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Phlur Heads Online to Build Fragrance Brand

Phlur is building a fragrance brand online with strong visual content and an at-home try-on system.

Phlur founder Eric Korman is aware that building a fragrance brand online might be a hard sell at first, but he’s intent on changing the way people discover and shop for scent.

As he explained his vision for Phlur — creating an e-commerce site to sell a range of eau de parfums via a home try-on system and strong visual content — it doesn’t seem much different than say, buying foundation or any color cosmetic online.

“People thought Tony Hsieh [founder of Zappos] would never sell shoes successfully online. Six years ago no one thought people would buy eyewear online,” said Korman, who spent over four years at Ralph Lauren as president of global e-commerce before relocating to Austin and starting Phlur last year. “The question is not can you sell fragrance online, it’s how do you do it effectively?”

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And for him, storytelling is the way to do that.

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“You smell with your eyes first. Think about the last time you were in a room you smelled something weird — you look around,” he continued. “But what are you looking for since you can’t see scent? What you’re looking for is visual context. We need to put scent into a visual context to be able to comprehend that.”

He called the language he’s encountered during the in-store shopping experience for fragrance “inpenetrative” thus far — and with Phlur, opted to talk to the consumer about how the scent will make them feel. Ingredients are listed in sample kits, he said, but not in the scent infographics. will go live today with a premiere collection of six unisex scents, each with a corresponding story, imagery, playlist and infographic containing suggested amount of sprays, how long the scent will last on skin and the weight of the fragrance. For instance, Hepcat, a “heavy” scent, will last approximately eight to 10 hours on skin, and Hanami, a “light” scent will last four to six hours. The former is described as “deep and complex like your old philosophy professor” and the latter as “effervescent and ethereal; a butterfly ice skating.”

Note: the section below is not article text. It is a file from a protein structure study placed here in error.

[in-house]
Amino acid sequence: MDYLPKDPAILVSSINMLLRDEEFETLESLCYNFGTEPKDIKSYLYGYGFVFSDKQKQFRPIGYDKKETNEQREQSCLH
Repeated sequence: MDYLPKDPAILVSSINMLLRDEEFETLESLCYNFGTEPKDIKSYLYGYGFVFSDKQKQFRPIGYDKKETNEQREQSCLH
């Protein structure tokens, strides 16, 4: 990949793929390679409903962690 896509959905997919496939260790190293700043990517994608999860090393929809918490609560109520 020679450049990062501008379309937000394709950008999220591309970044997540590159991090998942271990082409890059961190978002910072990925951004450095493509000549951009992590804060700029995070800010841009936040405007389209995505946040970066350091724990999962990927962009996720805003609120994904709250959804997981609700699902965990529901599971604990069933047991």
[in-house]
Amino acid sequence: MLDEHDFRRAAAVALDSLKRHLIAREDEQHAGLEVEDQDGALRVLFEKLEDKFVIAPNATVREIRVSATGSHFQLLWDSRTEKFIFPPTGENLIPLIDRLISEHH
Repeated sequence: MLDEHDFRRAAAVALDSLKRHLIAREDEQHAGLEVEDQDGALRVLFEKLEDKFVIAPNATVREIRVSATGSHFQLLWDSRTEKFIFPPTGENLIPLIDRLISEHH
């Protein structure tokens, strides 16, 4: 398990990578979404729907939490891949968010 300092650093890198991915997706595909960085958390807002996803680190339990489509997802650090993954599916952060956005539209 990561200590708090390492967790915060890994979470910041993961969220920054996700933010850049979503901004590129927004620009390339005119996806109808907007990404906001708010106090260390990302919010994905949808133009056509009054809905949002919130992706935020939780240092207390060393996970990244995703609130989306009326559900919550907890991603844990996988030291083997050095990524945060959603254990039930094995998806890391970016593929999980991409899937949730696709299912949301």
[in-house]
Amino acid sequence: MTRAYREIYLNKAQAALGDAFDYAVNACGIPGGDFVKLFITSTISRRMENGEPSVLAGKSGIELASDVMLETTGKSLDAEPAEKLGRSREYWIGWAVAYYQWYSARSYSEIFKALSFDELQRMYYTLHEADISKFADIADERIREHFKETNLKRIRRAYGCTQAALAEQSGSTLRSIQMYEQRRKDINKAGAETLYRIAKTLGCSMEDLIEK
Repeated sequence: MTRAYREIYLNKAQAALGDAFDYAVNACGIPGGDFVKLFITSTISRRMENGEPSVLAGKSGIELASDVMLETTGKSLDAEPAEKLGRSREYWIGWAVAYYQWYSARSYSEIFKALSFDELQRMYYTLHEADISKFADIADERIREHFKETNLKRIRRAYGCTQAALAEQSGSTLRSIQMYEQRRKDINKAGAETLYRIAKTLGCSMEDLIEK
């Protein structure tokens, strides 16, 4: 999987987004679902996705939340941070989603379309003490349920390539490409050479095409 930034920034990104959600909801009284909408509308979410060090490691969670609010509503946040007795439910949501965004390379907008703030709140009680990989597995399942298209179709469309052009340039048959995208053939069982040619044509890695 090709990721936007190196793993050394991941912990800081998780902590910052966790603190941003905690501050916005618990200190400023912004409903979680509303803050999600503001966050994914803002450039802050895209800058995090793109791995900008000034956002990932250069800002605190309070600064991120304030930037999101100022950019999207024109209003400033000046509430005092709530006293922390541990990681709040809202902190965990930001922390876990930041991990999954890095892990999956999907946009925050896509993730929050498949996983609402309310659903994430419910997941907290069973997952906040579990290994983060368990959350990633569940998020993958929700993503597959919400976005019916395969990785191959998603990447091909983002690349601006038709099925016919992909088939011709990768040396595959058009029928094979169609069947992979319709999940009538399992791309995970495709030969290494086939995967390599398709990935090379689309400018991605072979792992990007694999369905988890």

Korman worked with perfumers at Symrise and Mane to develop the first round of scents. They include Hanami, a dark smoky scent that Korman called a “celebration of darkness” and Hepcat, formulated with black vetiver sourced from Madagascar. Greylocke is an ode to being “outdoors in New England,” Moab is a “hedonistic journey through the desert” and Siano is a “celebration of nightlife.” Olmsted & Vaux is a riff on classic cologne that’s infused with shiso and ginger.

And similar to every direct-to-consumer brand that’s come before it — from Warby Parker to Everlane — Korman is eliminating the wholesale aspect. Because of this, he is able to cut the price in half, charging $85 for a 50-ml. bottle at instead of the $170 it would cost at a retailer or specialty store. They are packaged in an opaque white square bottle with a round, magnetic top.

“We’re certainly not going into traditional wholesale. It’s not the right experience for consumer. We want to rethink the store experience, just as we have the online one — which means a store footprint,” Korman said, adding that it will take a few years to “get there.” As for how he will get the word out about the brand, since he’s decided to forgo traditional wholesale distribution to sell directly to the consumer, Korman said that an integrated marketing plan is in place. This includes partnering with online influencers, events, working with traditional publicists and paid digital media acquisition.

An at-home try-on program is central to the venture. Showing a sample of the trial kit that will get sent to potential customers, Korman explained that this allows someone to wear a scent in their real life before making the purchase versus smelling the scent on a strip in a department store. Interested customers can sign up on to get two trial vials for $10 — each good for one week of wear — and if they decide to buy one of the fragrances, that fee will go towards their first purchase.

Phlur raised a seed round of just under $3 million last year, led by Austin-based Next Coast Ventures.